As the CFM56 passes the baton to the next-generation LEAP engine, it is only fitting to take a look back at such a prolific turbine. Passing a major milestone in October 2016, CFM announced that it had delivered its 30,000th CFM56 engine. Although the engine remains in production for the Airbus A320 and Boeing 737 family of aircraft, output is forecast to decline to a relatively low number beginning in 2020.
The CFM56’s development began in the early 1970s after a tumultuous lead-in. As aspects of the engine were derived from the F101 engine of B-1 bomber fame, development required governmental approval. After some political jockeying, approval was achieved in 1973 and CFM International was born.
CFM International is a joint venture between GE and Safran Aircraft Engines (formerly Snecma), each of which has a 50 percent stake in the subsidiary. As with many joint ventures, the parent companies shared development of different aspects of the new powerplant. The engine is manufactured on two production lines, GE’s, located in Evendale, Ohio, and Safran Aircraft Engines located in Villaroche, France.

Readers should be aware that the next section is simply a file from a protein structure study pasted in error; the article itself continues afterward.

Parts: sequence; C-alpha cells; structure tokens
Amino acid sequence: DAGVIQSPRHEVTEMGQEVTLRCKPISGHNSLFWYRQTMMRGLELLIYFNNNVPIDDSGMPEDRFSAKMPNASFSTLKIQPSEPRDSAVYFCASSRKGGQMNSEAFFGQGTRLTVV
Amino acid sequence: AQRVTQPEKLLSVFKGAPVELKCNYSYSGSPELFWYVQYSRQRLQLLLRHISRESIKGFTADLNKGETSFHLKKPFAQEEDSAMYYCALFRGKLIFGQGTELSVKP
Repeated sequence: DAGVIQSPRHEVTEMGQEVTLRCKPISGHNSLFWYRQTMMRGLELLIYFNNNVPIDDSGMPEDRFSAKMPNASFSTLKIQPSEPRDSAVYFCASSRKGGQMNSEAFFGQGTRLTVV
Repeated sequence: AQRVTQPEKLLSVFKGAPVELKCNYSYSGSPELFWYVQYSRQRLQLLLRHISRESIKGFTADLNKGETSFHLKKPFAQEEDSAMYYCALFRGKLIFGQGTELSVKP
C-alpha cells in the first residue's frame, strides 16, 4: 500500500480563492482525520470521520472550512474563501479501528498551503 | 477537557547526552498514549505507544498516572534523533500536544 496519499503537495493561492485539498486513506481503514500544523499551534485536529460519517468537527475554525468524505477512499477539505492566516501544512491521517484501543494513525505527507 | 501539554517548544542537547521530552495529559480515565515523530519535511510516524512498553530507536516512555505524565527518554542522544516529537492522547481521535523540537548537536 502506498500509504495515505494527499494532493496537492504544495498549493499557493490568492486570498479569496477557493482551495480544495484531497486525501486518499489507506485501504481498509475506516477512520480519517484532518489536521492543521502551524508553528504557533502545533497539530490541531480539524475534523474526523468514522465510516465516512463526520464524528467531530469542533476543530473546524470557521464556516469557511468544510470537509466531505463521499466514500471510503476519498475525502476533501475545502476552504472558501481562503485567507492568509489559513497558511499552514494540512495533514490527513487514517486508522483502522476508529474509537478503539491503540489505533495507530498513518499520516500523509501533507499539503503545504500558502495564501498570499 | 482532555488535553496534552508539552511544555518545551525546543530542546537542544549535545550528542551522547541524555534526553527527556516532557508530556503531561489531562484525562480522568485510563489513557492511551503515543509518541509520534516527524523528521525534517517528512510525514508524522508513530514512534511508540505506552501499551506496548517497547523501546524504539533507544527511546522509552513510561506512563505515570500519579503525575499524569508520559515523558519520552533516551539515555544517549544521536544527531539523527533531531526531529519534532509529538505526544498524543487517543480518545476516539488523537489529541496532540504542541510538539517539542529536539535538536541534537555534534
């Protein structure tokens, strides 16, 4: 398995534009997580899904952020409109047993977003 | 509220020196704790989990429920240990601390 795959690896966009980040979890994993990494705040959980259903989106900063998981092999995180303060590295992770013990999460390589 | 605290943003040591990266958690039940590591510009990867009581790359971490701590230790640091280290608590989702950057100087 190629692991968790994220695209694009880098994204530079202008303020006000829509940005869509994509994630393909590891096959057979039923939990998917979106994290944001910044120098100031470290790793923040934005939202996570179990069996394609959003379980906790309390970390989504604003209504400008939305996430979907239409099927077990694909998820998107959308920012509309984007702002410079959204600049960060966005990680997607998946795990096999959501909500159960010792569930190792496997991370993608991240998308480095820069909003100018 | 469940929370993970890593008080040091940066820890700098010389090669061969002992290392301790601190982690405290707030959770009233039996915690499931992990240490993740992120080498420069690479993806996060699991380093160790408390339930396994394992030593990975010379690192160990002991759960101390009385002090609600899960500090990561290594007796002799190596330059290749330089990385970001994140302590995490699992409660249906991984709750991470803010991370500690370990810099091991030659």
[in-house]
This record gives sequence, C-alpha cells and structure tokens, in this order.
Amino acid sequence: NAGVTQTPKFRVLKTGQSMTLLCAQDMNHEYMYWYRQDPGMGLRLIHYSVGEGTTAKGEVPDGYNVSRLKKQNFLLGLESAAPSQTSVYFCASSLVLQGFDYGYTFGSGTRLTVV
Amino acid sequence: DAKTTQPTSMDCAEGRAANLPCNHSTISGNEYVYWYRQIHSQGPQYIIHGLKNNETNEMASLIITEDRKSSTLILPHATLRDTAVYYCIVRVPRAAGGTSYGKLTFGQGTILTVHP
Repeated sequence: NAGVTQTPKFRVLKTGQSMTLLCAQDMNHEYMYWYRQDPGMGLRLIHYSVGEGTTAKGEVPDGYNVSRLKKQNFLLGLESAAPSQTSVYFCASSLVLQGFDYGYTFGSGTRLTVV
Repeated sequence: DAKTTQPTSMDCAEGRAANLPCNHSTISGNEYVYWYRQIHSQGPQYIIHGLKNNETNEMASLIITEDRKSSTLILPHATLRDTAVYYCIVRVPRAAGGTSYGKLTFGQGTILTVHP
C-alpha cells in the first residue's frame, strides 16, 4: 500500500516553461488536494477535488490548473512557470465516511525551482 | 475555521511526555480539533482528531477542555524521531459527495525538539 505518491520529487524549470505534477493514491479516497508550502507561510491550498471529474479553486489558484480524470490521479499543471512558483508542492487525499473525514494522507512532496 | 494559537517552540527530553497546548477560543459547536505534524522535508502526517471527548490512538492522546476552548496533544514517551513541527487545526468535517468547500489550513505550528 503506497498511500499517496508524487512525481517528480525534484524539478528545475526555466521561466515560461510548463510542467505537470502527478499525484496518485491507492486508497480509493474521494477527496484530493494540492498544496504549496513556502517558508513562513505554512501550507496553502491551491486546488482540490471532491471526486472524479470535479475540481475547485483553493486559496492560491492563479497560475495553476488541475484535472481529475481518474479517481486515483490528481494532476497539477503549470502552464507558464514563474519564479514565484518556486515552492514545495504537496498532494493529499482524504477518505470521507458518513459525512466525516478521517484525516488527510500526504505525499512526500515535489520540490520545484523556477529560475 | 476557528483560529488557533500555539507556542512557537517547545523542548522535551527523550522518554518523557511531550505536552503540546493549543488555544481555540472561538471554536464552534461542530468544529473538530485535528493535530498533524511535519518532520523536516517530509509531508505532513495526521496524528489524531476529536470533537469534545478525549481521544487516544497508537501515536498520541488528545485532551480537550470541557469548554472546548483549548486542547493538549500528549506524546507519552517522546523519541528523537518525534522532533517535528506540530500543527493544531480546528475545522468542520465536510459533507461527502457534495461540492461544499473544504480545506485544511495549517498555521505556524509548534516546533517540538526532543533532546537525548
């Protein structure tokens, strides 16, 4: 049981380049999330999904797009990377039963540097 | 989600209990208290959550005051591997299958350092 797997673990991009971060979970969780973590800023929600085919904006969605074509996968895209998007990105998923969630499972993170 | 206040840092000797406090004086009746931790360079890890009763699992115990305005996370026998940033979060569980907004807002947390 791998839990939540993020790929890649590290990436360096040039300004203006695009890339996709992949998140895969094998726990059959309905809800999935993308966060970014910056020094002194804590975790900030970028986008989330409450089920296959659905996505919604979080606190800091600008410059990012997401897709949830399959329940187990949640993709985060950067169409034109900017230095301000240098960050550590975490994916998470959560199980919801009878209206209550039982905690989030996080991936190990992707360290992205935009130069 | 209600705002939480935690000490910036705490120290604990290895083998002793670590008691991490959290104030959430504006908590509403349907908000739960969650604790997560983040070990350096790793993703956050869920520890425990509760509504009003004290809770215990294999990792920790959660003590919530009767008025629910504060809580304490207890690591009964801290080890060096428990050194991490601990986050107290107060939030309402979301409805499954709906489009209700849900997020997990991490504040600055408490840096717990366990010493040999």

The CFM56 has provided power for a few different, yet popular, aircraft which span both sides of the Atlantic and are currently in production. The CFM56 is the sole powerplant offered for the Boeing 737 Classic and Next Generation models. In addition, CFM56s are an option for the Airbus A320 family of aircraft. Both platforms are in extensive service among carriers around the world. Various military aircraft employ the engine as well and oddly enough will keep production running, albeit at a much slower pace than previously.
Production of the CFM56 is slated to decline in the long term as the new re-engined 737 MAX and A320neo aircraft come on line. Production in 2016-2017 is forecast to be similar to previous production years – i.e., in the range of 1,500 units per year. From 2018 on, however, production will decrease rapidly as orders are filled and manufacturing shifts to the new LEAP series of engines. Production will not completely cease, as the P-8 Poseidon, which employs two CFM56s, is projected to be in series production for the next 10 years. The P-8 will keep production going; however, the specialized nature of the aircraft means that production will reach nowhere near A320 and 737 figures.
Thirty thousand engines is an impressive number and a testament to the success CFM has had with its product. The LEAP, itself related to the CFM56, is forecast to have even greater production numbers starting in 2019. If A320neo and 737 MAX orders are as strong as those for their older brethren, success for CFM is assured.
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